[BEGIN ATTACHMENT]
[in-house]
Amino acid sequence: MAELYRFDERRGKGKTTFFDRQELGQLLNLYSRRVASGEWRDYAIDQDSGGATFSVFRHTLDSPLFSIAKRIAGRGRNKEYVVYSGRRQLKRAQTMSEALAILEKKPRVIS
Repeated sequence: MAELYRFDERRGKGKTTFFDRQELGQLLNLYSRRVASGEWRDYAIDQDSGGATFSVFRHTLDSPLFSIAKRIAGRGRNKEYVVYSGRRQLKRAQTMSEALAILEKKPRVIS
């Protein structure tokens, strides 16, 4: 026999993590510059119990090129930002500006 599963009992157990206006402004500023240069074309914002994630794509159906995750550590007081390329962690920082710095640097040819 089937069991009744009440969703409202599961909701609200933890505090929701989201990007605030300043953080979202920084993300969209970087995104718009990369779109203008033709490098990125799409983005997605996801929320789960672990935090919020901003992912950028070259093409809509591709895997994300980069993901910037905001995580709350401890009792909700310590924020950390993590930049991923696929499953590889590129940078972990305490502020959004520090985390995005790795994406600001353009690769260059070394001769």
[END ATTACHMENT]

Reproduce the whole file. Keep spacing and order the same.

[in-house]
Amino acid sequence: MAELYRFDERRGKGKTTFFDRQELGQLLNLYSRRVASGEWRDYAIDQDSGGATFSVFRHTLDSPLFSIAKRIAGRGRNKEYVVYSGRRQLKRAQTMSEALAILEKKPRVIS
Repeated sequence: MAELYRFDERRGKGKTTFFDRQELGQLLNLYSRRVASGEWRDYAIDQDSGGATFSVFRHTLDSPLFSIAKRIAGRGRNKEYVVYSGRRQLKRAQTMSEALAILEKKPRVIS
């Protein structure tokens, strides 16, 4: 026999993590510059119990090129930002500006 599963009992157990206006402004500023240069074309914002994630794509159906995750550590007081390329962690920082710095640097040819 089937069991009744009440969703409202599961909701609200933890505090929701989201990007605030300043953080979202920084993300969209970087995104718009990369779109203008033709490098990125799409983005997605996801929320789960672990935090919020901003992912950028070259093409809509591709895997994300980069993901910037905001995580709350401890009792909700310590924020950390993590930049991923696929499953590889590129940078972990305490502020959004520090985390995005790795994406600001353009690769260059070394001769």